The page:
The ACT government will push ahead with a tram line from the city to Gungahlin, despite a suggestion from the agency in charge of the project to build the first section only as far as Exhibition Park.
The suggestion of a vastly truncated three-kilometre line to Exhibition Park, with Gungahlin to follow, is made by the Capital Metro Agency in a draft version of its rapid business case, dated March and obtained by The Canberra Times.
The government has refused to confirm the contents of the document, but rejected the idea of staging the line to Gungahlin.
"The government has said very clearly that we are commited to delivering the project in the first stage from Gungahlin to the city,'' Environment and Sustainable Development Minister Simon Corbell said. ''That remains our position."
The rapid business case also reveals the possibility of an early extension to Russell and the Parliamentary Triangle, and Mr Corbell was not as quick to dismiss this suggestion.
"These are issues that will be looked at further in the final business case [a draft is due this week] but the route that is absolutely clear is the route from Gungahlin to the city," he said.
The Capital Metro Agency urges the government to bring forward a decision on redeveloping Exhibition Park and the racecourse, which it says offer the greatest potential for intensive development.
The draft rapid business case shows that far from simply being a tram line, the light rail project is about a transformation of the Northbourne corridor, which will suck development and demand from other parts of the city. The document recommends that the government place a higher priority on the corridor, and make decisions "that deliberately favour it over other precincts across the ACT".
It refers to the redevelopment of public housing on Northbourne Avenue as a done deal, saying: "The Government is planning to dispose of and redevelop the Northbourne Flats and the Northbourne Housing Precinct." The flats are home to 472 public housing tenants.
In its consideration of whether the line from the city to Gungahlin should be staged, it says the strongest case from the perspective of patronage per kilometre is the three-kilometre section from the city to Dickson, which could reach "passenger intensities" (passenger kilometres per kilometre of line) high enough to make the project a viable alternative to bus. The extra nine kilometres to Gungahlin would triple passenger kilometres but quadruple the line length, reducing passenger intensity.
But Mr Corbell said patronage to Gungahlin was very strong for peak times, with the 200-capacity trams expected to be full for travel to and from work. The challenge was to increase patronage outside those hours.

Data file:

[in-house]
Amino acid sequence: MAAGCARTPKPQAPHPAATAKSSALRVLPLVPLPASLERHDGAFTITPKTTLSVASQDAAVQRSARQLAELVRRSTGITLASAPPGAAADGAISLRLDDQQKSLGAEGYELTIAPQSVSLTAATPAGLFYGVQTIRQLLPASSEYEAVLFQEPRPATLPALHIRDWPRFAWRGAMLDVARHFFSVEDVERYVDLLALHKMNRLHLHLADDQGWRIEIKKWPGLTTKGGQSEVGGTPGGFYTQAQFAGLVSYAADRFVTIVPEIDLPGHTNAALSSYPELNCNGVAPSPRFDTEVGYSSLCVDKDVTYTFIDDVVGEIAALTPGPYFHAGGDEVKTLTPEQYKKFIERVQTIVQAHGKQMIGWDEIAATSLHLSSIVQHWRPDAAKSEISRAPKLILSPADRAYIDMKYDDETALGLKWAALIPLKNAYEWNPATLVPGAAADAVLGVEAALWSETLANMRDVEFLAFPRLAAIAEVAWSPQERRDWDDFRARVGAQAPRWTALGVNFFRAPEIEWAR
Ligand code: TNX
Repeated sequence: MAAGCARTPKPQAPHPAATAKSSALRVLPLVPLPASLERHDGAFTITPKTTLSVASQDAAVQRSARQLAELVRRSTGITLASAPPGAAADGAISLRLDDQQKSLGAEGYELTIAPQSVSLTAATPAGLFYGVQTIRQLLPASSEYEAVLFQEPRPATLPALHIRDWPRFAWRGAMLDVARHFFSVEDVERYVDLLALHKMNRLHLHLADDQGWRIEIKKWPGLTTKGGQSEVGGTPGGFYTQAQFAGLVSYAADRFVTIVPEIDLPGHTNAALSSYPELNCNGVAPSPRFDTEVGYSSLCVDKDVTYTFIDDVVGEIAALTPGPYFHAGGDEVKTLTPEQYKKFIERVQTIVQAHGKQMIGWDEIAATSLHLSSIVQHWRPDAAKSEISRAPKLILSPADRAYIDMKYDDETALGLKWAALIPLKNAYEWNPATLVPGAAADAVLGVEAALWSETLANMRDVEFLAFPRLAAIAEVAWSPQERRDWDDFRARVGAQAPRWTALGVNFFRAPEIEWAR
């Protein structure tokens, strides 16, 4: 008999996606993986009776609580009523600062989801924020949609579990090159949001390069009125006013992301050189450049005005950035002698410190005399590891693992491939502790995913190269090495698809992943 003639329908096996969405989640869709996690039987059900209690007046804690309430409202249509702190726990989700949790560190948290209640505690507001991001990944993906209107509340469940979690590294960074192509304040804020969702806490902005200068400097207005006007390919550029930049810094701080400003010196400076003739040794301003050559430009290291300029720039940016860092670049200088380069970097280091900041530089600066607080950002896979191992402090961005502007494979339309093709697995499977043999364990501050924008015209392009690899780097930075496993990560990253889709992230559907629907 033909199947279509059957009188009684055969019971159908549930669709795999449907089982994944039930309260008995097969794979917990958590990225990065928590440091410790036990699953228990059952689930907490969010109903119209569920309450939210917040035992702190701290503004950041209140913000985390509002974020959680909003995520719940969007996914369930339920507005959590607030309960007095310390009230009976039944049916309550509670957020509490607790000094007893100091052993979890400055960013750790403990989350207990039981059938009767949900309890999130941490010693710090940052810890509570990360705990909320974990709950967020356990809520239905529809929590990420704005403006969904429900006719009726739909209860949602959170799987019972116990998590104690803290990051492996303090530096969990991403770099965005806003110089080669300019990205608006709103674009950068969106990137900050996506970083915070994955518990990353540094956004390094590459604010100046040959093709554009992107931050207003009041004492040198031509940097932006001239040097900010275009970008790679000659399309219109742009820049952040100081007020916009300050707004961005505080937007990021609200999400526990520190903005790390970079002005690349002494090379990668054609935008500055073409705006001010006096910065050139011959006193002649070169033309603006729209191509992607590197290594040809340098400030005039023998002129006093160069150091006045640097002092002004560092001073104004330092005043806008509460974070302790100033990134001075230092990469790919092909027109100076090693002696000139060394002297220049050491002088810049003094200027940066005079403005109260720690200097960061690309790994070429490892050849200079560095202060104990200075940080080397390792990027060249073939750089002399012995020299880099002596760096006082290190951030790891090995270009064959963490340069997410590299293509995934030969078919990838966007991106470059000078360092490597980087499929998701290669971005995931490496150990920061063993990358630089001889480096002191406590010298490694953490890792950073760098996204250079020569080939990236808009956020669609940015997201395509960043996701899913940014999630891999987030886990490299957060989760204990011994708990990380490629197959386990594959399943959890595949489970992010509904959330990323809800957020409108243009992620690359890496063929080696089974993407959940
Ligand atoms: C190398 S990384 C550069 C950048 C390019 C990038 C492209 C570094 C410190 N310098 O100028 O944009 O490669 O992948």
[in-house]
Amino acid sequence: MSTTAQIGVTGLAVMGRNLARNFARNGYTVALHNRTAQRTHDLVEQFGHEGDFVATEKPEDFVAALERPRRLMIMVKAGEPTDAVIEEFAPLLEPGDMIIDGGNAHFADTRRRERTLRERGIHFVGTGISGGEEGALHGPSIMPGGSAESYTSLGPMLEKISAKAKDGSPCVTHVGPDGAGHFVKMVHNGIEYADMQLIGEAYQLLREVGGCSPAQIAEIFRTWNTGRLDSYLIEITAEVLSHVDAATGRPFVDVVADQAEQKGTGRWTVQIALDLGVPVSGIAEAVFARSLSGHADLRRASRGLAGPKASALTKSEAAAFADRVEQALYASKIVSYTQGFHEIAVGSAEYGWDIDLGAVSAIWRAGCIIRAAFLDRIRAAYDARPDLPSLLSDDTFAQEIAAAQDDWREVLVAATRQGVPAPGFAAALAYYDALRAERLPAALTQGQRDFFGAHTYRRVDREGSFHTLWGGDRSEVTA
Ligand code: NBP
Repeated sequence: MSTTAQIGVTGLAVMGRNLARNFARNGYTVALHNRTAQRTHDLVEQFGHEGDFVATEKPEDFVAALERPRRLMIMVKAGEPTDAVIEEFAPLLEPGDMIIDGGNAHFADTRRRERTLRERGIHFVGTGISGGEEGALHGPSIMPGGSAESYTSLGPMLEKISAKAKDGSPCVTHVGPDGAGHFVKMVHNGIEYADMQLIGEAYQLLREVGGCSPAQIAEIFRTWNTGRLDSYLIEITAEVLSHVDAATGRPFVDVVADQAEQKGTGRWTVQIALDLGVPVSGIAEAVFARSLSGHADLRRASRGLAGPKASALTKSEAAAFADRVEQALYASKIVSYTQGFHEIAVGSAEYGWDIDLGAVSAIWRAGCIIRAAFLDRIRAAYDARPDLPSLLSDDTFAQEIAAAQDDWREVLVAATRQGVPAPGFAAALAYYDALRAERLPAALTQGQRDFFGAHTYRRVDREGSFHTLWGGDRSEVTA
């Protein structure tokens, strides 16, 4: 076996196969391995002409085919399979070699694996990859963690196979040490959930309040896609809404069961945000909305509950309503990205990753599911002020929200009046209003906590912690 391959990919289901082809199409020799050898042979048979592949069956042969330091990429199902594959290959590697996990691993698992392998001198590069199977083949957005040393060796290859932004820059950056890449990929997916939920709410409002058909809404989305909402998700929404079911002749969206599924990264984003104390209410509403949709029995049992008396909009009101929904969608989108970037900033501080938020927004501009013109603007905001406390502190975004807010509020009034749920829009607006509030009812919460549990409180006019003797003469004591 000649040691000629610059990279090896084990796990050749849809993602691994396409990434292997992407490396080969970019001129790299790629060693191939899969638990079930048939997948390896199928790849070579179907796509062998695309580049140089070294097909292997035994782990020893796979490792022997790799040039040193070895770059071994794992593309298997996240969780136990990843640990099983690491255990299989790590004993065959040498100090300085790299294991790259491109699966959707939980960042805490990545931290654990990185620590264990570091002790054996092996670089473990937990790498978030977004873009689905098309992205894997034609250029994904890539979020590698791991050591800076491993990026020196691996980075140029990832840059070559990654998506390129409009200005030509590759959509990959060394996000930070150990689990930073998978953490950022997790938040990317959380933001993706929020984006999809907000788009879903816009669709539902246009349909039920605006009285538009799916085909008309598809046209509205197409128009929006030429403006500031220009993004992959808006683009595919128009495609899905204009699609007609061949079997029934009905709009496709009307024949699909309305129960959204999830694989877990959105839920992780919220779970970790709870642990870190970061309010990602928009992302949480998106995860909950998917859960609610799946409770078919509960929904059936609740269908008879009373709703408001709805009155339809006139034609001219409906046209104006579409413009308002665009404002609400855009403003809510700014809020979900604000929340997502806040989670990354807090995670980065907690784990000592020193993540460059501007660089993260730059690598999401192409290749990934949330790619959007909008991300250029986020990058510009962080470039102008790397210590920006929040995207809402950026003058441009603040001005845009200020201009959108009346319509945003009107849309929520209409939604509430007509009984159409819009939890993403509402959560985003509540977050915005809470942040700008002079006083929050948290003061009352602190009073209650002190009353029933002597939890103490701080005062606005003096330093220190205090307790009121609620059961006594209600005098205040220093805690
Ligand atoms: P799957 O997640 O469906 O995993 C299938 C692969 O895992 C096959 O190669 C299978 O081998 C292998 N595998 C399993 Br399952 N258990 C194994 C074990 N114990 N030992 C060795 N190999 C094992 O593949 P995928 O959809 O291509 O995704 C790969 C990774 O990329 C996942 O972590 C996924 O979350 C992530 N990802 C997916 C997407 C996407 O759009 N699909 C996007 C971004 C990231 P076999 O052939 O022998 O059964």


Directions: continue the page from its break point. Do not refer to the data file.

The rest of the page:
To do this, the Capital Metro Agency proposes carving up the corridor into nine development zones.
It calls for an accelerated decision on two zones. One is Dickson, with high-density student accommodation and park and ride facilities. It suggests "podium-style buildings" with retail and office space on lower levels, apartments above, car parking underneath, and a tram station. This might need greater building heights than now allowed at the northern end.
The other zone is Exhibition Park and the racecourse, where the report suggests a suburban business park, with "large campus-style uses", university and technology facilities, "hotel or serviced accommodation, private hospitals, place of worship (for example, Hillsong) and indoor recreational facilities".
Asked about Exhibition Park, Mr Corbell said while it was "certainly worth considering as an activity centre for a mixture of residential and commercial development", no decisions had been made. It might be possible to leave Exhibition Park where it was, "rationalising" the land and accommodating the extra development around it.
The rapid business case suggests increasing building height restrictions within 500 metres of the Northbourne corridor "to allow above ground podium-style car parking" – to minimise developer costs associated with below ground car parking. It suggests "innvoative land payment" deals to allow "delayed land settlement terms" to encourage larger developments. In another idea to encourage developers, it suggests "flexibility" in the lease variation charge, or "in-kind contributions".
The government has refused to confirm the possibility of a levy to fund the project, as revealed in The Canberra Times this month, but the document confirms a "district or direct levy" is on the table, as well as a host of other sources of funding, including rates, land taxes, fees on developers and the sale of "air rights" to develop area above rail stations.
Mr Corbell said the rapid business case was "just that, it's a quick ... initial analysis of options and possible directions", and would be superseded by the full business case.
"It's important to stress this document is a preliminary analysis only of the Capital Metro project,'' he said. ''It does not reflect any decisions that have been or may have been made by the government."